Children’s book author, Kate DiCamillo, National Ambassador for Young People’s Literature for 2014–2015 and winner of a Newbery Medal and a Newbery Honor.
KDC: I had the great good-fortune of growing up on a dead-end street in a small town. One side of the street was families with young children; and on the other side of the street there were three widows: Mrs. Lucas, Mrs. Lindemann and Mrs. Broadfield. These ladies all kept their doors and hearts open to the kids on the street. I could also go and sit on Mrs. Lindemann’s porch and talk with her. Mrs. Sylvester and Mrs. Borkowski are fictional characters, but they are also a way of thanking those ladies.
HT:Raymie, Beverly and Louisiana each have a problem of their own. Their shared suffering seems to unite them until they are almost a little family. Are these three friends going to make it? I believe that Raymie will make it, but I worry about Beverly and Louisiana. You’ve got me so invested in them!
KDC: I believe—absolutely—that all three of them will make it. I have no doubt about this.
HT:I’m fascinated by Louisiana’s bunny barrettes. They seem like Louisiana herself – present but also little, a tiny bit removed from reality. Did you make those up or did you ever see anyone who wore those?
KDC: Oh boy. And: bless you. I had bunny barrettes. I lost them in Mrs. Lucas’ backyard.
HT:As a child, did you have a book about a larger than life hero like Raymie did? Was there a particular person that you considered your hero when you were a child?
KDC: Librarians were my heroes. Teachers were my heroes. Anybody who put a book in my hand was my hero.
HT:Marsha Jean. Marsha Jean haunts me. Marsha Jean is not real, but yet she is. She’s the, “…ghost of what’s to come.” She’s a person that Louisiana’s grandmother has made up to keep her granddaughter on her toes. What made you think of writing about Louisiana who is pursued by the unknown?
KDC: Hmmm. I don’t know. So much of what happens in a story is not planned out by me, but is rather a surprise to me. So I don’t know how this happened. I do know that I am familiar with that feeling of being pursued by the unknown.
HT:Beverly is initially such a gritty realist, but she can be very sweet. Louisiana is more vague and kind initially, but she can be strongly adamant about how there is room to hope. Where do you see Raymie to be? Is Raymie somewhere between these two?
KDC: Raymie is somewhere in the middle, yes. She is an introvert, a hoper, a watcher. Like me.
HT:The more I read Raymie Nightingale, the more I realized that wisdom and truth are ever present in everyday life. Raymie is someone who listens for it. She listens for people to say something true, something wise. Were you like Raymie when you were a child? Did you listen for a certain phrase or words of truth like Raymie does?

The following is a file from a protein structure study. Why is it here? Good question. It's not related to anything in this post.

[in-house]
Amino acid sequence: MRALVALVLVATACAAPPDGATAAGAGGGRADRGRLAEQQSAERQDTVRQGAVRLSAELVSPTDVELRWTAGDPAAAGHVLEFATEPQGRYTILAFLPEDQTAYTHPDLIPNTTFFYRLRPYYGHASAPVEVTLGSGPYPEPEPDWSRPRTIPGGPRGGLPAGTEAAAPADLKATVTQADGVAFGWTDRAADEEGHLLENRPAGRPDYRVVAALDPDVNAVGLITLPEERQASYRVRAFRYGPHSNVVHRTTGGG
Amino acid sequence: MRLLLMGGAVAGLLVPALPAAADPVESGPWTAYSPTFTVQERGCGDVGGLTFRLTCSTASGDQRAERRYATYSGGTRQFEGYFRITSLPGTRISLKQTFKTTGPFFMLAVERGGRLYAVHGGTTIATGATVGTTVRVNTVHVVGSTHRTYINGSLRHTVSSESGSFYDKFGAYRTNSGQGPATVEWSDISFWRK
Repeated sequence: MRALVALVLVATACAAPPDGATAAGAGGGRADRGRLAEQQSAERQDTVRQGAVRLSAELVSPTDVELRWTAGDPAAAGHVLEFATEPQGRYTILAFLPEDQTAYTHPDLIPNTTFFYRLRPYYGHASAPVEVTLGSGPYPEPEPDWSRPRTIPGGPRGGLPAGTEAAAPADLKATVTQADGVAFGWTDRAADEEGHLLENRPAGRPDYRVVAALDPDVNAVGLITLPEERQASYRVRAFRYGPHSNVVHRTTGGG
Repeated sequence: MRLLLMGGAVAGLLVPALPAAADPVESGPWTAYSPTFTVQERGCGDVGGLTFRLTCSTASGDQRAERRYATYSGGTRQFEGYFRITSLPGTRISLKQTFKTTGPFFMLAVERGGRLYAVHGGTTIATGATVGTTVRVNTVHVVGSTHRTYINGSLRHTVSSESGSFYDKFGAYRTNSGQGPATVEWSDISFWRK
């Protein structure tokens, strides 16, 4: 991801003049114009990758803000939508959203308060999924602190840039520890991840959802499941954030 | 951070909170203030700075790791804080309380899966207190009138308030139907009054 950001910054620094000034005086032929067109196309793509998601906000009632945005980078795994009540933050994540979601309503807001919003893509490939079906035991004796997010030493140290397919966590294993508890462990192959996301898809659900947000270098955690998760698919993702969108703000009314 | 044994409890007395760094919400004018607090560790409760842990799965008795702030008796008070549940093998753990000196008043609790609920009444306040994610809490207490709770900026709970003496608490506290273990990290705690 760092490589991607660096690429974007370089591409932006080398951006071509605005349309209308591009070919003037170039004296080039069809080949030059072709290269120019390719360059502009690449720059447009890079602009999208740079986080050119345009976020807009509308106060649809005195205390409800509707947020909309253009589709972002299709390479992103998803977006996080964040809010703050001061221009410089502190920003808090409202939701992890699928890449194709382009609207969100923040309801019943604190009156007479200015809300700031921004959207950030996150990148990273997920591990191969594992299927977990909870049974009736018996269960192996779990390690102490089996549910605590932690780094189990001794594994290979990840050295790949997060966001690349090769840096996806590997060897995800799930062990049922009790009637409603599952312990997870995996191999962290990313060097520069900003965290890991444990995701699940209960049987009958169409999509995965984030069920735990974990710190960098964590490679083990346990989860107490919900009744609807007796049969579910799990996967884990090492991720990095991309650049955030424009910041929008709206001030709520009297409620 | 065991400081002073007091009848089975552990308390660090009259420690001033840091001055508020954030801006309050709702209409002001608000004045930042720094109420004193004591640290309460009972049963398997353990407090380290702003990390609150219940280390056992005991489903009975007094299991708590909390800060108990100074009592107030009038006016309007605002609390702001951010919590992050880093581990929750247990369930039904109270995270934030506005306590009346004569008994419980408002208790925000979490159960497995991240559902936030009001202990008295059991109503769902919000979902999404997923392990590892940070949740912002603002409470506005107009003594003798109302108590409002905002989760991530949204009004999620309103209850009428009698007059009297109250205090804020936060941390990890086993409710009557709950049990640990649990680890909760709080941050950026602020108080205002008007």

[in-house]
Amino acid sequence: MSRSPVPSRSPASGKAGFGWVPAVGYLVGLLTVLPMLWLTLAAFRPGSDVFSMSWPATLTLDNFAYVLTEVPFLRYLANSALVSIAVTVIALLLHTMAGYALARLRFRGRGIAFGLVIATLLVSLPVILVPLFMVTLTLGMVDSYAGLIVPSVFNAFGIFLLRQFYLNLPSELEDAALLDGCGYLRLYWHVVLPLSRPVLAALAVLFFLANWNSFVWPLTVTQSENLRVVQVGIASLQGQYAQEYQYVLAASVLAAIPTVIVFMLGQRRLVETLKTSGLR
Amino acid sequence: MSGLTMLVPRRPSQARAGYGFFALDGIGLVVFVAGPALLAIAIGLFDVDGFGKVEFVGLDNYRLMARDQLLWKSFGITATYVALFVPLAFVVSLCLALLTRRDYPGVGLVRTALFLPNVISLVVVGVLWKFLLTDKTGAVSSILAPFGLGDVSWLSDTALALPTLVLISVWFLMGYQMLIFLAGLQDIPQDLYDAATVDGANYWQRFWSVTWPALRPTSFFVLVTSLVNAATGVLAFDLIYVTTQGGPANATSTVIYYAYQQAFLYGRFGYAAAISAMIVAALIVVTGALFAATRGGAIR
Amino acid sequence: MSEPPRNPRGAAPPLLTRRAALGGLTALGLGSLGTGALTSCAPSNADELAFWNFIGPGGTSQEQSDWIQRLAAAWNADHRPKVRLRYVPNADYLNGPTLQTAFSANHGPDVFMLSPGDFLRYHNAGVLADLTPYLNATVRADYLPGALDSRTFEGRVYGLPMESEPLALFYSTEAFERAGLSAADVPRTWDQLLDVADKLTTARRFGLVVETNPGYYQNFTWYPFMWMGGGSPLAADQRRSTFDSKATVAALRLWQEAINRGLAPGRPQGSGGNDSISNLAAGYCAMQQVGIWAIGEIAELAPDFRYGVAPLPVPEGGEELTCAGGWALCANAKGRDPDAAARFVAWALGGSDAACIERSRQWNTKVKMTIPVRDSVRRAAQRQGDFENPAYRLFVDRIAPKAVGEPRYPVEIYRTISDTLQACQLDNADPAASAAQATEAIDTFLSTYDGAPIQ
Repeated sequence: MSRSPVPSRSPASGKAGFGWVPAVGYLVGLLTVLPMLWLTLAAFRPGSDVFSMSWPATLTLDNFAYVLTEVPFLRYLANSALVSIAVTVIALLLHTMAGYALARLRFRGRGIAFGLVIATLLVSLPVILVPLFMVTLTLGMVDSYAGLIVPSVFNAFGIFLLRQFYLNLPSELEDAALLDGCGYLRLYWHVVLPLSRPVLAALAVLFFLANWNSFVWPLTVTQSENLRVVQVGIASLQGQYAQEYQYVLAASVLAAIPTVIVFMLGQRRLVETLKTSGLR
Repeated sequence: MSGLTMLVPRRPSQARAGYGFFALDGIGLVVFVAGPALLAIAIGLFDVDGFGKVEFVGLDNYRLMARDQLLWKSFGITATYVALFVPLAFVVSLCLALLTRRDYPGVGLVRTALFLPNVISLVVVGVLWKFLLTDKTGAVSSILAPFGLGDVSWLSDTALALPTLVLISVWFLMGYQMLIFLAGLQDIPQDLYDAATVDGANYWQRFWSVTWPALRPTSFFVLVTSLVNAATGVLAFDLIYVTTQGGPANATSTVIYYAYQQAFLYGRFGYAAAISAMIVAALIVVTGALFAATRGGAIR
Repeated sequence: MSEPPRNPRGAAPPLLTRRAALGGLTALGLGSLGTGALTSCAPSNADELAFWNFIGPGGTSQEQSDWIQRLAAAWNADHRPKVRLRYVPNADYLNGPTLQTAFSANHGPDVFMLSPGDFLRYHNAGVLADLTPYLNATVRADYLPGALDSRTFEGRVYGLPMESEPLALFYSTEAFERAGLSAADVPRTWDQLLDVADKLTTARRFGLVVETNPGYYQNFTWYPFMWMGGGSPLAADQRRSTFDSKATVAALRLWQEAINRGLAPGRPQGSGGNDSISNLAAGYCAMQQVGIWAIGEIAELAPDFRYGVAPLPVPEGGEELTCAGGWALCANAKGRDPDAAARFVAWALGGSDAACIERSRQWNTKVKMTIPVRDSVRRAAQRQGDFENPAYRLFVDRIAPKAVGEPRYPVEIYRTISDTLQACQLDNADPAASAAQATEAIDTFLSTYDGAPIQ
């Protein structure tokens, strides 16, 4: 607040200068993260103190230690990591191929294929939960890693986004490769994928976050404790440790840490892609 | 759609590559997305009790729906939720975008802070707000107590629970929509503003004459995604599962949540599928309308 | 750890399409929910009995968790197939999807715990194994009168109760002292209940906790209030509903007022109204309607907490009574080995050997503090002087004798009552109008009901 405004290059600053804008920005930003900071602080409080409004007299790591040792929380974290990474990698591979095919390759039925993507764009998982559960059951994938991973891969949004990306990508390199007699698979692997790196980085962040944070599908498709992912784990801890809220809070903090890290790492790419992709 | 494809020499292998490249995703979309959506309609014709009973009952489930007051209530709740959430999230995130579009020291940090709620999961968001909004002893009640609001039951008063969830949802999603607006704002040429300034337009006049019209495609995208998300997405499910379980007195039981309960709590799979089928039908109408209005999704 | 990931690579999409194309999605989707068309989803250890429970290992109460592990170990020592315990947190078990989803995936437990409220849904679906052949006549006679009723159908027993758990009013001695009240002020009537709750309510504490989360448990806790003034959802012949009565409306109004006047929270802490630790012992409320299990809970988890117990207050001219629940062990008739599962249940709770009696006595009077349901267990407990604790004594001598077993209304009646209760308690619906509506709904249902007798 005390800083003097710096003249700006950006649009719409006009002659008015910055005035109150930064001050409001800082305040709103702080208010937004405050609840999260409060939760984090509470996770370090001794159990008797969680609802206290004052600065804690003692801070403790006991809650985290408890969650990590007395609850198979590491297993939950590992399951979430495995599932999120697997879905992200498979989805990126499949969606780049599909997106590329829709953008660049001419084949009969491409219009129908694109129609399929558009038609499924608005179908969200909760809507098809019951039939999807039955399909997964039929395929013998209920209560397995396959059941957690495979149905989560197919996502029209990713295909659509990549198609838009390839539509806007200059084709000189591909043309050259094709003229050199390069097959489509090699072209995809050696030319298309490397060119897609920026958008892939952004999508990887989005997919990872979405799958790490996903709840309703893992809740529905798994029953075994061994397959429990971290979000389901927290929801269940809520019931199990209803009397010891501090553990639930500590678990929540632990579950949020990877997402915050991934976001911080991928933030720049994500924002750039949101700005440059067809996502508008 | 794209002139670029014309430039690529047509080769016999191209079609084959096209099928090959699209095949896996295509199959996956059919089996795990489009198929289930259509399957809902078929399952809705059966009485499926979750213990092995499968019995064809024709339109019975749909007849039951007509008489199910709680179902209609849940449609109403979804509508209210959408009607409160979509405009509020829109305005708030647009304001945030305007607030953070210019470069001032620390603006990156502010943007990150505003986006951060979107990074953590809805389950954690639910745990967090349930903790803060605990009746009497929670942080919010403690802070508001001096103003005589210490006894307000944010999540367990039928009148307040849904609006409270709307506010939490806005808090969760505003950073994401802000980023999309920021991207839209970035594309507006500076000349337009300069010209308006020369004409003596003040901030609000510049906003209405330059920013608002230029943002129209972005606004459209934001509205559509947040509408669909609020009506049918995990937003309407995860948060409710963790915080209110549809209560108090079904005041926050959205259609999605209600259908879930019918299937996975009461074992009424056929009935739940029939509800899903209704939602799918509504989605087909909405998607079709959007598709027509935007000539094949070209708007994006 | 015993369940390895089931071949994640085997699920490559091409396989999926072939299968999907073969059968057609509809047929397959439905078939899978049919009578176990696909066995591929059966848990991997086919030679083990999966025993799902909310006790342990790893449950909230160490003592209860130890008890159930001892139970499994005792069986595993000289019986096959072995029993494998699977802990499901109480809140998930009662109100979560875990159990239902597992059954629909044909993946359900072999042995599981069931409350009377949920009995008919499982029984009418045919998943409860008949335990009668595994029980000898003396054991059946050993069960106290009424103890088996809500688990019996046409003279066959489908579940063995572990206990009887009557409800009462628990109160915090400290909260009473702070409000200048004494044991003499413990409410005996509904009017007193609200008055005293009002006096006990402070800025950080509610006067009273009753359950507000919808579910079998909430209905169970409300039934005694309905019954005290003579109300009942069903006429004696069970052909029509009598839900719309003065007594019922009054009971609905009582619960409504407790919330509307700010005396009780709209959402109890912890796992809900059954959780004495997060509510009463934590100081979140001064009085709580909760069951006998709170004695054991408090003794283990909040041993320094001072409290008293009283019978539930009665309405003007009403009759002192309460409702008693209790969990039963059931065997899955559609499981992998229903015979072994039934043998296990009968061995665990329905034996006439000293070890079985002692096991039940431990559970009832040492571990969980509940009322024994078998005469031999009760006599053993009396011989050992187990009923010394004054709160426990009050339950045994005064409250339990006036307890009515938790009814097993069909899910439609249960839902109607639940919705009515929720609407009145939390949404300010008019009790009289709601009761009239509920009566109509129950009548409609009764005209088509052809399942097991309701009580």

KDC: I did. I still do.
Many thanks to Kate DiCamillo for answering my questions, and to the entire team at Candlewick! As Kate is my writing hero I treasure this chance to interview her. It’s a once in a lifetime opportunity I will not soon forget. Summer reading is coming up! Be sure to go to your local indie bookstore and get a copy of Raymie Nightingale today. I can’t imagine anyone else that I would rather spend the summer with than Raymie, Beverly and Louisiana a.k.a. The Three Rancheros! Click here to read Hilary’s review of Raymie Nightingale from Monday, May 16th. Click here for Kate DiCamillo’s Facebook page. Click here for Kate DiCamillo’s website.
Interview courtesy of Kate DiCamillo and Hilary Taber
Fans of The Wig in the Window eagerly awaited the arrival of its companion book, The Tiara on the Terrace, and were rewarded this past January with its release. But even if you’ve never read Kittscher’s first book, her latest, The Tiara on the Terrace, can most certainly be read as a stand alone and is terrifically entertaining and awash in the adventures of Young and Yang.
In this funny, clever novel, perfect for fans of Pseudonymous Bosch and Gordon Korman and a companion to The Wig in the Window, tween sleuths Sophie Young and Grace Yang go undercover at Luna Vista’s Winter Sun Festival to catch a murderer before he—or she—strikes again. Sophie Young and Grace Yang have been taking it easy ever since they solved the biggest crime Luna Vista had ever seen. But things might get interesting again now that everyone is gearing up for the 125th annual Winter Sun Festival—a town tradition that involves floats, a parade, and a Royal Court made up of local high school girls. When Festival president Jim Steptoe turns up dead on the first day of parade preparations, the police blame a malfunctioning giant s’more feature on the campfire-themed float. But the two sleuths are convinced the mysterious death wasn’t an accident. Young and Yang must trade their high tops for high heels and infiltrate the Royal Court to solve the case. But if they fail, they might just be the next victims.
INTERVIEW WITH THE TIARA ON THE TERRACE AUTHOR, KRISTEN KITTSCHER
Good Reads With Ronna: Are detective stories what you read growing up?
Kristen Kittscher: I was a voracious reader. I read all kinds of things so detective stories weren’t the only things I read but they were some of my favorites. I was a big big Nancy Drew and Hardy Boys fan as I’m sure many people are. I love Encyclopedia Brown. I just loved solving the puzzles that were involved. One of my very favorite books as a kid was From the Mixed Up Files of Mrs. Basil E. Frankweiler and that kind of mystery [where] they’re locked in a museum. I always loved solving puzzles but really I read widely. Judy Blume was an absolute favorite of mine. I think Blubber was a one of my all-time favorite books growing up. And Cynthia Voigt’s Homecoming was another book I loved.